To celebrate Women’s History Month, we asked current students to share with us a meaningful piece of literature and answer this question: How do you hope to be an example or role model for future generations of women? This is what we found. (Photos by Clay Wegrzynowicz)
“By being true to myself, I hope to be a positive influence to other women, especially women who might feel the need to change who they are in order to to fit in. You’re a citizen of the world. Please don’t conform or twist yourself into shapes to please. It took me a while to learn that being unapologetically myself is the best that I can be. My culture, language, and parents formed who I am today, and for that I’m forever grateful. I could make a home out of Lafayette by being true to myself and I hope that you will too.” – Noureen Abdelrahman ’18 (chemical engineering)
Noureen is holding Americanah, a novel that tells the story of a Nigerian girl who moved to the United States at a young age. “It is very similar to my story, which is why I read this book more than once,” she says. “And I highly recommend it.”
“My grandmothers and great-grandmothers were some of the most powerful examples of womanhood in my life. They were each renowned for the generosity with which they shared their skills and talents—whether it was always keeping a pot of soup on the stove for migrant workers during the Great Depression or serving as a director of operating rooms. I hope that I can emulate their legacies and, by doing so, model to future generations of women to compassionately and generously advocate for justice in their daily lives.” – Emma Sherry ’18 (government & law and Spanish)
Emma is holding the first edition of Lafayette’s intersectional feminist zine “rise” because it showcases “the many incredible women (and others!) on our campus who have collaboratively worked to create feminist art and literature and have formed a platform to elevate the voices of people of all identities,” she said.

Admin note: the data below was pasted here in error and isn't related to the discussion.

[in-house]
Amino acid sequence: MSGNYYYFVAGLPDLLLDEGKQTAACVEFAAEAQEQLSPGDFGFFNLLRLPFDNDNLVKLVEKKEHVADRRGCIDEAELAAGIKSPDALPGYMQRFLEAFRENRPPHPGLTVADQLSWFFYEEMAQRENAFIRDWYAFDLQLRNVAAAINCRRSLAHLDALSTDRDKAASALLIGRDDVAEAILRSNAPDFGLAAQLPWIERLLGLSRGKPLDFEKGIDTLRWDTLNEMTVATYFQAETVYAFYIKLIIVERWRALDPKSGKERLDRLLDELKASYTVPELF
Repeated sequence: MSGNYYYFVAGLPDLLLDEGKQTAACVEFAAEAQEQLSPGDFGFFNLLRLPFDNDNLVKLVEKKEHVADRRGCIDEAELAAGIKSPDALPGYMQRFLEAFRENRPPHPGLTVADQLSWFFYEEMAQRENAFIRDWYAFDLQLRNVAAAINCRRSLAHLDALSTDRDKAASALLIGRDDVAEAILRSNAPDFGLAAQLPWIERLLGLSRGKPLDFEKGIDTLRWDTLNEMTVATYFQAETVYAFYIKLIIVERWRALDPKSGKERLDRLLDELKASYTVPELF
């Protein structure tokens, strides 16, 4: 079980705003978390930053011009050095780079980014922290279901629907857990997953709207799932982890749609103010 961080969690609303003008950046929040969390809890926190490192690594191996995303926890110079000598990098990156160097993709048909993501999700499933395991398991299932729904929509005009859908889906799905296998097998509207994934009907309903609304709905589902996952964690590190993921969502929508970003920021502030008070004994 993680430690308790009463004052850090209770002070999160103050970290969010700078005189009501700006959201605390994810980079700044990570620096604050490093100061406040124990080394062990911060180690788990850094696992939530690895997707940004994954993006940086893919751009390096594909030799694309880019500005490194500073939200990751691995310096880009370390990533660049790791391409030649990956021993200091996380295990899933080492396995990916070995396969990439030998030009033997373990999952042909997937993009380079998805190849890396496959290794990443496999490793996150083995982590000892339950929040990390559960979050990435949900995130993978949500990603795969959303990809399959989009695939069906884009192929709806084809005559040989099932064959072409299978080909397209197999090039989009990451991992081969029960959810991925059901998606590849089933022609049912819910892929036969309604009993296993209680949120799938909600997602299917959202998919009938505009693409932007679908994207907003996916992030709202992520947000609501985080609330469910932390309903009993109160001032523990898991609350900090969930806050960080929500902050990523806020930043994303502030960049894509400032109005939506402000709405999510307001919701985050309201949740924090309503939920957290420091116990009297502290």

“I want to be an example of a Black girl who experienced hardship, poverty, and racism and did not let the judgement of her skin obscure the beauty of her character. As I move into the art world, I want other Black girls to know that neither the color of their skin nor the gender they identify with defines what they can do. I want them to be uplifted to see a photographer who looks like them and their family. I want them to have hope.” – Elle Cox ’21 (art and psychology)
“I chose The Diary of Frida Kahlo because growing up in Houston,Texas, I was surrounded by hints of Mexican culture. My mom raised me on Mariachi music, novellas, and Mexican artists. I am Afro-Latina; however, my Latina lineage is from Spain, and I believe it was a way for my mom to feel connected to something she lost long ago. Frida Kahlo reflected the pain and passion that my mom and I felt and, as an artist, I have looked up to her work ever since. She was a strong woman who embraced that womanhood no matter the consequences and it gave me immense hope,” she said.
“I hope I can help future generations of women understand that they deserve to be in positions of power, and they should not allow anyone to delegitimize their right to be there. ‘Feminine’ characteristics are not signs of a subordinate, and neither should women be forced to soften their ‘attitude’ just because of society’s preconceived notions of what a female should act like. Women are uniquely and perfectly qualified to lead, and it’s time society acknowledges that.” – Rebecca Wai ’18 (policy studies and economics)
Rebecca too chose to hold Americanah, but it holds a different meaning for her. “The main character, Ifemelu, broke through the struggles of navigating America as an immigrant woman of color by finding her own voice and believing that it mattered just as much as any American’s—something I am trying to work on. But even after all her success, her home country still calls to her heart, just like Singapore calls to mine.”
“I’m an economics major, and I plan on entering the financial services industry when I graduate. I hope to be a role model for future generations by showing that there should no longer be such a thing as a male-dominated industry. Women are smart and powerful, and when we put our minds to something, no obstacle can stand in our way.” – Julia Hoffman ’20 (economics)
Julia is holding Go Set a Watchman because of how influential Harper Lee was. The author won a Pulitzer Prize in 1961 and was awarded the Presidential Medal of Freedom for her contribution to literature in 2007. “I think Harper Lee is an inspiration for any woman,” said Julia.